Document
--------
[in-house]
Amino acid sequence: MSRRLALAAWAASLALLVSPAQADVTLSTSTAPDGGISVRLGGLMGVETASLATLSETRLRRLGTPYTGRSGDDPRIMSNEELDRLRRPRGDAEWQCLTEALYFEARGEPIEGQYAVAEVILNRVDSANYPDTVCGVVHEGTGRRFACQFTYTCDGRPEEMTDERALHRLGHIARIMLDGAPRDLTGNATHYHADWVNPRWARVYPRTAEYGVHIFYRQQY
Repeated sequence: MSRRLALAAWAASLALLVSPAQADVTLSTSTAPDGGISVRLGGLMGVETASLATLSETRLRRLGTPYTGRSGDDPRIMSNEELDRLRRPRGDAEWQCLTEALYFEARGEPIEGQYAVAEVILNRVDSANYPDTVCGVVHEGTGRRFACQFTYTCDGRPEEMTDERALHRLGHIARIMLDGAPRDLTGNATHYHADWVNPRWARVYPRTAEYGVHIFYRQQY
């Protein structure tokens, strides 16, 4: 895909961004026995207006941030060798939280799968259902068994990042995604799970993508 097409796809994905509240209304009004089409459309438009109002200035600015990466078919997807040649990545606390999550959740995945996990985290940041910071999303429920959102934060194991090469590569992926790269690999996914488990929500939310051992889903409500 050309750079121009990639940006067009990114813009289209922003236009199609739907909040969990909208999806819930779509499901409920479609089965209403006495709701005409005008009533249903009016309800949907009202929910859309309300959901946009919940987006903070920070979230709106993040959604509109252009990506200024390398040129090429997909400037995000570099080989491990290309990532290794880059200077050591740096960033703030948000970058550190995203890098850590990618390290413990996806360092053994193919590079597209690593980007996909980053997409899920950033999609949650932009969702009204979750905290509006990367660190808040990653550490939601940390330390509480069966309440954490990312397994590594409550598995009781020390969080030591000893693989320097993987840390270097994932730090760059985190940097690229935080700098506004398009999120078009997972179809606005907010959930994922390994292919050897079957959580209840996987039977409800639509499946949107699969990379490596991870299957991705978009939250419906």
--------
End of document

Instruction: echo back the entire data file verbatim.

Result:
[in-house]
Amino acid sequence: MSRRLALAAWAASLALLVSPAQADVTLSTSTAPDGGISVRLGGLMGVETASLATLSETRLRRLGTPYTGRSGDDPRIMSNEELDRLRRPRGDAEWQCLTEALYFEARGEPIEGQYAVAEVILNRVDSANYPDTVCGVVHEGTGRRFACQFTYTCDGRPEEMTDERALHRLGHIARIMLDGAPRDLTGNATHYHADWVNPRWARVYPRTAEYGVHIFYRQQY
Repeated sequence: MSRRLALAAWAASLALLVSPAQADVTLSTSTAPDGGISVRLGGLMGVETASLATLSETRLRRLGTPYTGRSGDDPRIMSNEELDRLRRPRGDAEWQCLTEALYFEARGEPIEGQYAVAEVILNRVDSANYPDTVCGVVHEGTGRRFACQFTYTCDGRPEEMTDERALHRLGHIARIMLDGAPRDLTGNATHYHADWVNPRWARVYPRTAEYGVHIFYRQQY
């Protein structure tokens, strides 16, 4: 895909961004026995207006941030060798939280799968259902068994990042995604799970993508 097409796809994905509240209304009004089409459309438009109002200035600015990466078919997807040649990545606390999550959740995945996990985290940041910071999303429920959102934060194991090469590569992926790269690999996914488990929500939310051992889903409500 050309750079121009990639940006067009990114813009289209922003236009199609739907909040969990909208999806819930779509499901409920479609089965209403006495709701005409005008009533249903009016309800949907009202929910859309309300959901946009919940987006903070920070979230709106993040959604509109252009990506200024390398040129090429997909400037995000570099080989491990290309990532290794880059200077050591740096960033703030948000970058550190995203890098850590990618390290413990996806360092053994193919590079597209690593980007996909980053997409899920950033999609949650932009969702009204979750905290509006990367660190808040990653550490939601940390330390509480069966309440954490990312397994590594409550598995009781020390969080030591000893693989320097993987840390270097994932730090760059985190940097690229935080700098506004398009999120078009997972179809606005907010959930994922390994292919050897079957959580209840996987039977409800639509499946949107699969990379490596991870299957991705978009939250419906």